Neighbors debate lawn toilets: Quirky decor or ludicrous landscaping?

West Fargo City Commission fields comments from disputing neighbors, citizen group.

Four toilets sit on a lawn with flowers growing out of the bowls and tanks.
Some neighbors are not a fan of the toilets used as planters outside a home along 12th Avenue West in West Fargo.

WEST FARGO — In the inaugural public comment portion of a regular West Fargo City Commission meeting on Monday, May 15, neighbors took to the podium to discuss their ire with a neighbor who has repurposed used toilets as planters outside their home.

"These are not new toilets placed on the lawn as lawn ornaments or planters. They are old, used toilets, which is concerning," neighbor Heidi Tong said. "We've been told if she uses them as planters, they are not considered junk.

"This is considered junk to several neighbors," she said. "It's an eyesore and a complete embarrassment for anyone walking or driving down the neighborhood streets. Not to mention the devastating impact on our property values if we would ever try to sell."

Another neighbor, Susan Zahradka, said along with the toilets, there is other junk and debris that continues to be left on another nearby property.

"If one person does it, another person does it, and it just becomes a trickle-down," she said. "I take pride in my neighborhood."


Amanda Fox lives at the home in question and displays the toilets in the 800 block of 12th Avenue West. She said the toilets are not junk, but rather are upcycled into creative lawn decor, which keeps them out of landfills.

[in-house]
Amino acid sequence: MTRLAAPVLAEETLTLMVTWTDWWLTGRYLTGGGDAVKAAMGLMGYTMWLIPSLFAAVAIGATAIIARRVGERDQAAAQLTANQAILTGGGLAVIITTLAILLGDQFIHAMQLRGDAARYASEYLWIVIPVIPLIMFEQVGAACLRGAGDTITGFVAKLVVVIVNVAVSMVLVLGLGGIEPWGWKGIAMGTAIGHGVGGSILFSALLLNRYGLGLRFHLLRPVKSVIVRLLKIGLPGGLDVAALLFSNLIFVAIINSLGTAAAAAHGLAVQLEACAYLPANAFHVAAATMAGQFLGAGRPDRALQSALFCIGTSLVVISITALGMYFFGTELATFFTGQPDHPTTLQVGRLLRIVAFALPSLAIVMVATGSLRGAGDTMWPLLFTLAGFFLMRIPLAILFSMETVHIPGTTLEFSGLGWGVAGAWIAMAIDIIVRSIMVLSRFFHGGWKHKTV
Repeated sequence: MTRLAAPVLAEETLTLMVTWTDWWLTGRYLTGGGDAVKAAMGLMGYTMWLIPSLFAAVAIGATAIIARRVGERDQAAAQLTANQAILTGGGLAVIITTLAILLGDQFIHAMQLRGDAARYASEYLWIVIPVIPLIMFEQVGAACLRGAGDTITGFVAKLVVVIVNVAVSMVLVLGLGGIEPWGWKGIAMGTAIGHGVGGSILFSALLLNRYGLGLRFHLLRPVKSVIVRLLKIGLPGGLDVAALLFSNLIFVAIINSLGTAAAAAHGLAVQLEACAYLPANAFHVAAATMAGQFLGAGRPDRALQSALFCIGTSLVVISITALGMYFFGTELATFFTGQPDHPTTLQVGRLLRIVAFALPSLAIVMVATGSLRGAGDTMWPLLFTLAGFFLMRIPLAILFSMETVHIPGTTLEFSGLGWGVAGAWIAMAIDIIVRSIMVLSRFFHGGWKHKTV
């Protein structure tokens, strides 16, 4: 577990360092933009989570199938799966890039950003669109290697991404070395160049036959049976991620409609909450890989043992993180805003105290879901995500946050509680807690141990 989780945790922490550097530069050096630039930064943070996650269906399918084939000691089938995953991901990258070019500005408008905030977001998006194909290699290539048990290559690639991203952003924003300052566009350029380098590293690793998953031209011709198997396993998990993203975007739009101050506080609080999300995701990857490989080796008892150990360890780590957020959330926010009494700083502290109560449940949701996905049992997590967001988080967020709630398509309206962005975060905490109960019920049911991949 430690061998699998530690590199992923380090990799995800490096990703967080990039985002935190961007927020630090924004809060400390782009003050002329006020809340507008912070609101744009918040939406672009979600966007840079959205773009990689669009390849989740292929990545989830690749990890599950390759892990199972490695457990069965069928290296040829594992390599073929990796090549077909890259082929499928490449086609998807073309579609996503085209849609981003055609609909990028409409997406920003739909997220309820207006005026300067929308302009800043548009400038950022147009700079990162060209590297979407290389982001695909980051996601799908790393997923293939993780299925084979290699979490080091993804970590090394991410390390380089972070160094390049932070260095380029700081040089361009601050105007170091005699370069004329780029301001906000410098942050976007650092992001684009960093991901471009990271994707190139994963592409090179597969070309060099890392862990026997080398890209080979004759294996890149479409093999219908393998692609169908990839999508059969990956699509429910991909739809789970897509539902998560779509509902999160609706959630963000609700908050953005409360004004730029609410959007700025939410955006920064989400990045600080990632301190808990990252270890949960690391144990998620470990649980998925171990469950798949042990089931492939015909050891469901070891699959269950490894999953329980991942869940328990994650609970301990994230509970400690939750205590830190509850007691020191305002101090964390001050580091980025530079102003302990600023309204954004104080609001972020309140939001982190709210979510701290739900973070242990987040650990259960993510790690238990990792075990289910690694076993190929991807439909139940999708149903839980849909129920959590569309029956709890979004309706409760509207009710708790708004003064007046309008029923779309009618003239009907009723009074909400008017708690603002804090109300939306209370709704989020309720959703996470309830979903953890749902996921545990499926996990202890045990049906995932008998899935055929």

"There have been quite a few calls and uproar about the aesthetics of planters," Fox said. "My neighbors don't like the planters, tree stumps and other things and speak against those who have creative liberty to do what we want on our own lawns."

Fox said when police officers visit her home due to neighbors' complaints, she points out a neighbor's pool that does not have a tall enough fence around it, thus violating a city ordinance, yet nothing is done.

Tong asked the city to require the toilets be moved immediately and the ordinance be revised so that they cannot be used in the future.

Following the public comments, resident David Withee spoke on behalf of West Fargoans for Transparency, Accountability, and Professionalism, which recently formed a Facebook group.

Withee said the group wants to work with the commission to better govern the city.

"Please understand that our goal is to help identify potential issues and work with you to find solutions. With you, not against you," he said.

Mayor Bernie Dardis announced at the May 1 meeting that a new public comment period would be added to the city's regular meetings held on the first and third Mondays of each month. May 15 was the first time a half-hour for public comment was set aside prior to the regular meeting.


Dardis said the new process may be tweaked over time, such as shortening the public comment from its current half-hour, but for the next three months, it will continue to begin at 5 p.m., prior to regular meetings.

Only West Fargo residents are permitted to speak, and they are asked to sign up ahead of time. The commission takes no action after the comments, which Dardis said allows commissioners to research and consider the issues discussing them.

"We will address that either privately or publicly with you at a later date," he said.

Wendy Reuer covers all things West Fargo for The Forum.
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